If there's anything Windows phone should be remembered for it's how it systematically destroyed Nokia's device division like a cancer.
I am not convinced of this. Aside from the widely used social networking apps, most people just use default apps on their phones for email, the web, and text messaging. Kids play games too, I suppose.
To me, it never felt like Microsoft made a sincere push for establishing Windows Phone into the market. Aggressive subsidies, pricing, and features should have been able to get a footprint. They pulled it off with Xbox, and of course with PCs, so they could certainly do it again with commoditized phone hardware if they were committed to it.
Discovery was fundamentally broken, if you had no good idea of what you where doing.
Around 2014/2015 the ecosystem had pretty much no apps or at least functionality missing, besides snapchat and instagram (which was added at some point).
The email client was fine IIRC, particularly if you were connecting to Exchange for work since it's Outlook. For Gmail on the other hand, well, it was IMAP. I'm pretty sure that's improved a lot over the years, but for a long time I think there was a lot that was broken about using Gmail with IMAP - little things like IMAP not being so great for handling tags.
The web browser situation was pretty poor. Edge for a long time was what you'd expect from a brand-new written-from-scratch browser - immature and not really ready for prime time. Unfortunately there weren't any other options that were really great either (Squirrel Browser? Monument? I think that's it) and nothing with a significant development team behind it.
Text messaging was interesting - IIRC, it was a "Model T color choice" situation. You used the built-in messaging app, because security features meant that there not only were not any others but that there could not be any others. I'm not sure about iOS, but on Android there are some very successful alternative messaging apps (Textra, Handcent, Go, maybe some others).
None of those are critical but thing like that is annoying.
But what would really be neat is if they bought DuckDuckGo instead, made it the search engine of choice, and expanded on it's abilities. Apple has quite a lot of cash to throw at such a problem and DDG would line up nicely with their stance on privacy.
I wouldn't be surprised if they've given something like that serious consideration. Much the way Google tries to break Apple's grip on high-end smartphones, Apple probably wants to keep some leverage of their own.
So they should buy DDG and get back into the ad business? I'm sure that would play out well.
The article mentioned this as well - could you please elaborate on why the Windows keyboard is so good? I've used an Android phone for 4 years and still find the keyboard fiddly, so would love to learn about alternatives.
And other than that, it had no other redeeming qualities.
 It is evident by the fact that Google is still trying to fix the fundamentals like permissions, updates etc. Android is essentially what you get when you try to cram an OS primarily used on servers and high end workstations on a mobile phone and pair it with a programming environment which is also used primarily used on servers by implementing a quick and dirty runtime from scratch.
I'd ask you to cite some examples of why Android is a "low bar to clear", but I doubt I'd get back anything of substance.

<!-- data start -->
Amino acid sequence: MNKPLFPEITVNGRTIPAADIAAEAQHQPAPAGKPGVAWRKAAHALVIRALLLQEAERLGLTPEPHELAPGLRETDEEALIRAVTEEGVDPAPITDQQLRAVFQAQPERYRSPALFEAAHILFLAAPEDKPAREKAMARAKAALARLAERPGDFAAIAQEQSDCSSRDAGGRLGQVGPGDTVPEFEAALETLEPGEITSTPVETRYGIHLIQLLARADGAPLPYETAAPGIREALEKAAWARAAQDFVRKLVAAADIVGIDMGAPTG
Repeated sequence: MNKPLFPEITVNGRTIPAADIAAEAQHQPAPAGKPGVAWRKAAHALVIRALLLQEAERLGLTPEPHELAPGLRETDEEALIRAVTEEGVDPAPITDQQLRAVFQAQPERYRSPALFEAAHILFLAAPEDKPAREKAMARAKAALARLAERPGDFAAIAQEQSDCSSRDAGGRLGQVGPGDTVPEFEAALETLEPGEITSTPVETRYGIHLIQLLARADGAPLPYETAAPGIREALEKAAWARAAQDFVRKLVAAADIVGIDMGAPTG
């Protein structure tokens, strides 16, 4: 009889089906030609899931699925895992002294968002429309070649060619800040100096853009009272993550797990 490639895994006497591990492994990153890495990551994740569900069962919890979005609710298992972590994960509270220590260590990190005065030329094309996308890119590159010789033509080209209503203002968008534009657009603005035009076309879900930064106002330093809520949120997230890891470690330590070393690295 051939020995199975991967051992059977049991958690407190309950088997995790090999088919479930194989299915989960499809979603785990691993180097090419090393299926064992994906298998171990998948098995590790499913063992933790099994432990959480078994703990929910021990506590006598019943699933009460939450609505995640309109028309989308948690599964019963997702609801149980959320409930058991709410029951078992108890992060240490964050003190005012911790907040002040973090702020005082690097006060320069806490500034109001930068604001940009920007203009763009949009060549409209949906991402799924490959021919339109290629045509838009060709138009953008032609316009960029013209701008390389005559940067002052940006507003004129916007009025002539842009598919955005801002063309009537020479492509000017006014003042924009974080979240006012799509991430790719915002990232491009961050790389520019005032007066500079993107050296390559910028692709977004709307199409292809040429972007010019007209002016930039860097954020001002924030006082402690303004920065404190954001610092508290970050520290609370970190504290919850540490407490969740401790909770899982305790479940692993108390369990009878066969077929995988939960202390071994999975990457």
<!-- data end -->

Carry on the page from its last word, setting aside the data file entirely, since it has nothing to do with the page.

>Android was, and remains, a Frankenstein’s monster which was hastily cobbled together at Google to capitalise on the new marked created by the iPhone before MS could lock them out of it.
Could you point to the Android github examples that support your claims that Android is a Frankenstein’s monster which was hastily cobbled together? You see, that's the nice thing about being an open source OS - you can actually see the source code and call out people for making ridiculous comments about things they have no idea of what they're talking about.
>In fact, if MS had brought WP 8 sometime in 2010, the story would be a lot different.
No it wouldn't have. It would have played out exactly the way it did.
Starting with Eclipse, then rebooting the whole development environment just because some management guys happened to be InteliJ users.
Several years later there are still Eclipse based tools, like the graphical manifest editor, that haven't been replicated in Studio.
NDK is treated as a 20% project, done by an handfull of engineers.
Devs were left in the cold when the migration away from Eclipse was decided. It was only due to the coincidence of Clion being developed, that Studio eventually got C++ support.
The amount of cruft on NDK build tools is a joke, already with 4 official variations.
The decision to use Gradle has made "how to optimize builds" a recorrent topic in any major Android conference.
Google teams like Android development build tools so much that they rather use blaze, throwing yet another build tool into the mix.
There isn't a single release of Android Studio or the Support Library, that isn't followed by bug related complaints on online forums, despite being several weeks, months, in testing phase.
Their initial emulator implementations was so lousy, that it required the public shame of Genymotion and Microsoft doing a better job for Google actually improving theirs.
There was so much more to rant about, but this is already quite long.
The pain of Windows phone development was significantly worse especially when you consider they kept on changing it every year because of their inferior development environment and tooling.
>Starting with Eclipse, then rebooting the whole development environment just because some management guys happened to be InteliJ users.